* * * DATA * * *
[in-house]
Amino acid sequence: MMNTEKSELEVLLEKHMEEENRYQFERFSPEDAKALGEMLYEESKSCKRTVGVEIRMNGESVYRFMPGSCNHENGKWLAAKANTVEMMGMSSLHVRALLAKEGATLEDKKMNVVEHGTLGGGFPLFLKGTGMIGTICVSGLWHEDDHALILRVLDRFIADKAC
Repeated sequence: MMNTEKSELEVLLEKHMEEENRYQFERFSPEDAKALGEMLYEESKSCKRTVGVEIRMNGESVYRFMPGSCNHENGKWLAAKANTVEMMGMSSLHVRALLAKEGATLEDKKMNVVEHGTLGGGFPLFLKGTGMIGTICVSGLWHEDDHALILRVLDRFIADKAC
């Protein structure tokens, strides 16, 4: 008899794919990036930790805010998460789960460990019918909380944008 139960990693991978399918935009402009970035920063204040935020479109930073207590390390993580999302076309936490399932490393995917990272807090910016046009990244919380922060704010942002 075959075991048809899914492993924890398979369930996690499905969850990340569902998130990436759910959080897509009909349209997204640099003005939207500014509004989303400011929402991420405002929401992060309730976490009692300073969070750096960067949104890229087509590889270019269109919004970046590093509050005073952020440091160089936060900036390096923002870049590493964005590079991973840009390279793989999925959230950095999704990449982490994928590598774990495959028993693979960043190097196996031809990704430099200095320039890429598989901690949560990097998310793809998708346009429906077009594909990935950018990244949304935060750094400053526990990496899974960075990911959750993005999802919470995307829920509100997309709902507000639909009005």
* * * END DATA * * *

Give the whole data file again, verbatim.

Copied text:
[in-house]
Amino acid sequence: MMNTEKSELEVLLEKHMEEENRYQFERFSPEDAKALGEMLYEESKSCKRTVGVEIRMNGESVYRFMPGSCNHENGKWLAAKANTVEMMGMSSLHVRALLAKEGATLEDKKMNVVEHGTLGGGFPLFLKGTGMIGTICVSGLWHEDDHALILRVLDRFIADKAC
Repeated sequence: MMNTEKSELEVLLEKHMEEENRYQFERFSPEDAKALGEMLYEESKSCKRTVGVEIRMNGESVYRFMPGSCNHENGKWLAAKANTVEMMGMSSLHVRALLAKEGATLEDKKMNVVEHGTLGGGFPLFLKGTGMIGTICVSGLWHEDDHALILRVLDRFIADKAC
């Protein structure tokens, strides 16, 4: 008899794919990036930790805010998460789960460990019918909380944008 139960990693991978399918935009402009970035920063204040935020479109930073207590390390993580999302076309936490399932490393995917990272807090910016046009990244919380922060704010942002 075959075991048809899914492993924890398979369930996690499905969850990340569902998130990436759910959080897509009909349209997204640099003005939207500014509004989303400011929402991420405002929401992060309730976490009692300073969070750096960067949104890229087509590889270019269109919004970046590093509050005073952020440091160089936060900036390096923002870049590493964005590079991973840009390279793989999925959230950095999704990449982490994928590598774990495959028993693979960043190097196996031809990704430099200095320039890429598989901690949560990097998310793809998708346009429906077009594909990935950018990244949304935060750094400053526990990496899974960075990911959750993005999802919470995307829920509100997309709902507000639909009005």